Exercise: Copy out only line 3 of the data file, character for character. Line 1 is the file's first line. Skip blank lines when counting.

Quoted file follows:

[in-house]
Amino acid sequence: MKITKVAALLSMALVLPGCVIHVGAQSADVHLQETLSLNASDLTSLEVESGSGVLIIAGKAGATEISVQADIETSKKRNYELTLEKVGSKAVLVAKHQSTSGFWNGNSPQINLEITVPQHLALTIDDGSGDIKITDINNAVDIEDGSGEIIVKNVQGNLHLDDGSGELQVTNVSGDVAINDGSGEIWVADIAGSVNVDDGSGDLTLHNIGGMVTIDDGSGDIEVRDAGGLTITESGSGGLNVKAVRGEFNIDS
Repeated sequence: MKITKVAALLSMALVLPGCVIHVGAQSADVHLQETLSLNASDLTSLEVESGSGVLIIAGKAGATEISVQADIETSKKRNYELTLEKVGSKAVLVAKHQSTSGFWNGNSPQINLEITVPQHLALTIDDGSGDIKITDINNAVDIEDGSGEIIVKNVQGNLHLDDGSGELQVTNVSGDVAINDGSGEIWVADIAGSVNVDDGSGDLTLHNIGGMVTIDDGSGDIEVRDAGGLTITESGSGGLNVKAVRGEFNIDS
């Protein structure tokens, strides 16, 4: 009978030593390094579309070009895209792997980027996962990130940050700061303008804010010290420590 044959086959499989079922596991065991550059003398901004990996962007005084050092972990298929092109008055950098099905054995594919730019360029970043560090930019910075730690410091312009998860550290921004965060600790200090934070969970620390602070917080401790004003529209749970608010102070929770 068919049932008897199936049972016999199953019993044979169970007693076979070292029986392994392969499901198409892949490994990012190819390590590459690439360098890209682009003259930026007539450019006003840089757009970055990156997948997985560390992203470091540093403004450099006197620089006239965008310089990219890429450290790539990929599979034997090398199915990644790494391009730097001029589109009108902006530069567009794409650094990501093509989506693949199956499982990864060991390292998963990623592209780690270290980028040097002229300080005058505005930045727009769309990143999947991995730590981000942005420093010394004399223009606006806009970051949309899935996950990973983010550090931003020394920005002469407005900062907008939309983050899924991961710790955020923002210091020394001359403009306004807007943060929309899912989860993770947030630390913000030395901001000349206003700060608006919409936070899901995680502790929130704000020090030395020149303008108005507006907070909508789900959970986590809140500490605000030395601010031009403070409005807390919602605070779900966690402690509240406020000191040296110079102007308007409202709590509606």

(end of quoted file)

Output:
Repeated sequence: MKITKVAALLSMALVLPGCVIHVGAQSADVHLQETLSLNASDLTSLEVESGSGVLIIAGKAGATEISVQADIETSKKRNYELTLEKVGSKAVLVAKHQSTSGFWNGNSPQINLEITVPQHLALTIDDGSGDIKITDINNAVDIEDGSGEIIVKNVQGNLHLDDGSGELQVTNVSGDVAINDGSGEIWVADIAGSVNVDDGSGDLTLHNIGGMVTIDDGSGDIEVRDAGGLTITESGSGGLNVKAVRGEFNIDS